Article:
Chapter 2 Describing Motion: Kinematics in One Dimension
Units of Chapter 2 Reference Frames and Displacement Average Velocity Instantaneous Velocity Acceleration Motion at Constant Acceleration Solving Problems Falling Objects Graphical Analysis of Linear Motion
2-1 Reference Frames and Displacement Any measurement of position, distance, or speed must be made with respect to a reference frame. For example, if you are sitting on a train and someone walks down the aisle, their speed with respect to the train is a few miles per hour, at most. Their speed with respect to the ground is much higher.
2-1 Reference Frames and Displacement We make a distinction between distance and displacement. Displacement (blue line) is how far the object is from its starting point, regardless of how it got there. Distance traveled (dashed line) is measured along the actual path.
2-1 Reference Frames and Displacement The displacement is written: Left: Displacement is positive. Right: Displacement is negative.
2-2 Average Velocity Speed: how far an object travels in a given time interval Velocity includes directional information: (2-1)
2-3 Instantaneous Velocity The instantaneous velocity is the average velocity, in the limit as the time interval becomes infinitesimally short. These graphs show (a) constant velocity and (b) varying velocity. (2-3)
2-4 Acceleration Acceleration is the rate of change of velocity.
2-4 Acceleration Acceleration is a vector, although in one- dimensional motion we only need the sign. The previous image shows positive acceleration; here is negative acceleration:
2-4 Acceleration There is a difference between negative acceleration and deceleration: Negative acceleration is acceleration in the negative direction as defined by the coordinate system. Deceleration occurs when the acceleration is opposite in direction to the velocity.
2-4 Acceleration The instantaneous acceleration is the average acceleration, in the limit as the time interval becomes infinitesimally short. (2-5)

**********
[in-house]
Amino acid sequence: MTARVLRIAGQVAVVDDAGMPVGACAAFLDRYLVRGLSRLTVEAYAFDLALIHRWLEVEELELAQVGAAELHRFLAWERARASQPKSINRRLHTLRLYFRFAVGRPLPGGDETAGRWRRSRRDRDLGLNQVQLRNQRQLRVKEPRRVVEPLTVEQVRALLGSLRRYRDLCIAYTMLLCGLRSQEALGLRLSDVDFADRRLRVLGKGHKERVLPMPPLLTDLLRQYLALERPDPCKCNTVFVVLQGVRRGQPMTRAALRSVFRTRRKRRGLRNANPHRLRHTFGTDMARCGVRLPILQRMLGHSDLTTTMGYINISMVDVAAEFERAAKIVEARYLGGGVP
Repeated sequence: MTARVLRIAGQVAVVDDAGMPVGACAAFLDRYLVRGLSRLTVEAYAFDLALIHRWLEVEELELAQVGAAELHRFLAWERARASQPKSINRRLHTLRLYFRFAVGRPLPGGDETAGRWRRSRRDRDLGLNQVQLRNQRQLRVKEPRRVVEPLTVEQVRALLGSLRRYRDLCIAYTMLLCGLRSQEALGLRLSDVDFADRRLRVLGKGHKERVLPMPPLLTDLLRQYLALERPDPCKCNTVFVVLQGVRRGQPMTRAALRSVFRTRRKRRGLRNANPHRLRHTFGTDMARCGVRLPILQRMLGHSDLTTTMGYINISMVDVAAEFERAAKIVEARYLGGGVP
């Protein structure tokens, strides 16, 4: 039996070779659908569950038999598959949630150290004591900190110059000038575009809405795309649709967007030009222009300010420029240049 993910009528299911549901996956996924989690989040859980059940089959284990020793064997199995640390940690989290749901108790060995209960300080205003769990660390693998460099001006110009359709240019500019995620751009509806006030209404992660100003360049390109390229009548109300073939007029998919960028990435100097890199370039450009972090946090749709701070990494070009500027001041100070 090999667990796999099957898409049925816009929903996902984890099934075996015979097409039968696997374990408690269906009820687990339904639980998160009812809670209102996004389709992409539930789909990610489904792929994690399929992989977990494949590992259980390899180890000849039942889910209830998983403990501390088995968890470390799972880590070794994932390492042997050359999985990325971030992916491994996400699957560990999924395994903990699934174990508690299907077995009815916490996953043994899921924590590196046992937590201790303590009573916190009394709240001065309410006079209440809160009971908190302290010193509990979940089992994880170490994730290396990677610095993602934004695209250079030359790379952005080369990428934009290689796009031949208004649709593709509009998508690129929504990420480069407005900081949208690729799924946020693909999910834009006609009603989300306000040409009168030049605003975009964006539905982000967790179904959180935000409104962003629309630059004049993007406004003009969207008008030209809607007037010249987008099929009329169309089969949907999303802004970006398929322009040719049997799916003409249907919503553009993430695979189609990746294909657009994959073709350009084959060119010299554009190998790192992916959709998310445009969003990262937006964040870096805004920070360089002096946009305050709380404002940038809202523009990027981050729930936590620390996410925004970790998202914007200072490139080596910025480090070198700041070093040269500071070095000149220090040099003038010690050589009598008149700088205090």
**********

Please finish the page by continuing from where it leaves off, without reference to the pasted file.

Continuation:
2-5 Motion at Constant Acceleration We now have all the equations we need to solve constant-acceleration problems. MEMORIZE THESE! (2-11a) (2-11b) (2-11c) (2-11d)
2-6 Solving Problems 1. Read the whole problem and make sure you understand it. Then read it again. 2. Draw a diagram and choose coordinate axes. 3. Write down the known (given) quantities, and then the unknown ones that you need to find.
2-6 Solving Problems 4. Write down the equations. 5. Solve algebraically for the unknown quantities, and check that your result is sensible (correct dimensions). 6. Calculate the solution and round it to the appropriate number of significant figures. 7. Look at the result – is it reasonable? Does it agree with a rough estimate? 8. Check the units again.
2-7 Falling Objects Near the surface of the Earth, all objects experience approximately the same acceleration due to gravity. This is one of the most common examples of motion with constant acceleration.
2-7 Falling Objects In the absence of air resistance, all objects fall with the same acceleration, although this may be hard to tell by testing in an environment where there is air resistance.
2-7 Falling Objects The acceleration due to gravity at the Earths surface is approximately 9.80 m/s 2.
2-8 Graphical Analysis of Linear Motion This is a graph of x vs. t for an object moving with constant velocity. The velocity is the slope of the x-t curve.
2-8 Graphical Analysis of Linear Motion On the left we have a graph of velocity vs. time for an object with varying velocity; on the right we have the resulting x vs. t curve. The instantaneous velocity is tangent to the curve at each point.
2-8 Graphical Analysis of Linear Motion The displacement, x, is the area beneath the v vs. t curve.
Summary of Chapter 2 Kinematics is the description of how objects move with respect to a defined reference frame. Displacement is the change in position of an object. Average speed is the distance traveled divided by the time it took; average velocity is the displacement divided by the time. Instantaneous velocity is the limit as the time becomes infinitesimally short.
Summary of Chapter 2 Average acceleration is the change in velocity divided by the time. Instantaneous acceleration is the limit as the time interval becomes infinitesimally small. The equations of motion for constant acceleration are given in the text; there are four, each one of which requires a different set of quantities. Objects falling (or having been projected) near the surface of the Earth experience a gravitational acceleration of 9.80 m/s 2.